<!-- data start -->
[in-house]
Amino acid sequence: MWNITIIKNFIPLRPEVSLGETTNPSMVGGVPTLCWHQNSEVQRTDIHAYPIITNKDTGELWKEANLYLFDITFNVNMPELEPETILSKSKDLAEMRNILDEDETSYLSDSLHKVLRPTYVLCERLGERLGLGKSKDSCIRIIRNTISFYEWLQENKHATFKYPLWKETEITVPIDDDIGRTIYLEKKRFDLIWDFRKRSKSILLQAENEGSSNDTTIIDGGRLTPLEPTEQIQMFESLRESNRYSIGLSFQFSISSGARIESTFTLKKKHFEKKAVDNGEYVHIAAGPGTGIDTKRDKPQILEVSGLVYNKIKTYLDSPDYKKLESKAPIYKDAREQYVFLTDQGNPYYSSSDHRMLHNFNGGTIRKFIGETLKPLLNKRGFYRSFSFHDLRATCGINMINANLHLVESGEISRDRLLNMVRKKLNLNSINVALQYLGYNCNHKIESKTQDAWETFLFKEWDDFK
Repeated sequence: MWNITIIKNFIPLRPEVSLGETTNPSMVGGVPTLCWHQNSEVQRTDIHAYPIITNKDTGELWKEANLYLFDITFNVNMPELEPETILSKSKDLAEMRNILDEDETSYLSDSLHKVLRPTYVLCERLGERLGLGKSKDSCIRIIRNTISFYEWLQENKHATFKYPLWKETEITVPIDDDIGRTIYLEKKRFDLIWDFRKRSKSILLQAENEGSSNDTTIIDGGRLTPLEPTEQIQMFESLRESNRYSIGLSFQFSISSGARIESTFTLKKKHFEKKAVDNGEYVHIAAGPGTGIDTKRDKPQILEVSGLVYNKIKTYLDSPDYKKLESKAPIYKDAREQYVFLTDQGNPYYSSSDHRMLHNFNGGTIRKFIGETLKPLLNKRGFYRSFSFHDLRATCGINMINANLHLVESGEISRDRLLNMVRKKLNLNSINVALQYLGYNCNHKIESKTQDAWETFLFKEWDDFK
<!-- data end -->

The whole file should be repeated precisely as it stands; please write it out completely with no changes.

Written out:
[in-house]
Amino acid sequence: MWNITIIKNFIPLRPEVSLGETTNPSMVGGVPTLCWHQNSEVQRTDIHAYPIITNKDTGELWKEANLYLFDITFNVNMPELEPETILSKSKDLAEMRNILDEDETSYLSDSLHKVLRPTYVLCERLGERLGLGKSKDSCIRIIRNTISFYEWLQENKHATFKYPLWKETEITVPIDDDIGRTIYLEKKRFDLIWDFRKRSKSILLQAENEGSSNDTTIIDGGRLTPLEPTEQIQMFESLRESNRYSIGLSFQFSISSGARIESTFTLKKKHFEKKAVDNGEYVHIAAGPGTGIDTKRDKPQILEVSGLVYNKIKTYLDSPDYKKLESKAPIYKDAREQYVFLTDQGNPYYSSSDHRMLHNFNGGTIRKFIGETLKPLLNKRGFYRSFSFHDLRATCGINMINANLHLVESGEISRDRLLNMVRKKLNLNSINVALQYLGYNCNHKIESKTQDAWETFLFKEWDDFK
Repeated sequence: MWNITIIKNFIPLRPEVSLGETTNPSMVGGVPTLCWHQNSEVQRTDIHAYPIITNKDTGELWKEANLYLFDITFNVNMPELEPETILSKSKDLAEMRNILDEDETSYLSDSLHKVLRPTYVLCERLGERLGLGKSKDSCIRIIRNTISFYEWLQENKHATFKYPLWKETEITVPIDDDIGRTIYLEKKRFDLIWDFRKRSKSILLQAENEGSSNDTTIIDGGRLTPLEPTEQIQMFESLRESNRYSIGLSFQFSISSGARIESTFTLKKKHFEKKAVDNGEYVHIAAGPGTGIDTKRDKPQILEVSGLVYNKIKTYLDSPDYKKLESKAPIYKDAREQYVFLTDQGNPYYSSSDHRMLHNFNGGTIRKFIGETLKPLLNKRGFYRSFSFHDLRATCGINMINANLHLVESGEISRDRLLNMVRKKLNLNSINVALQYLGYNCNHKIESKTQDAWETFLFKEWDDFK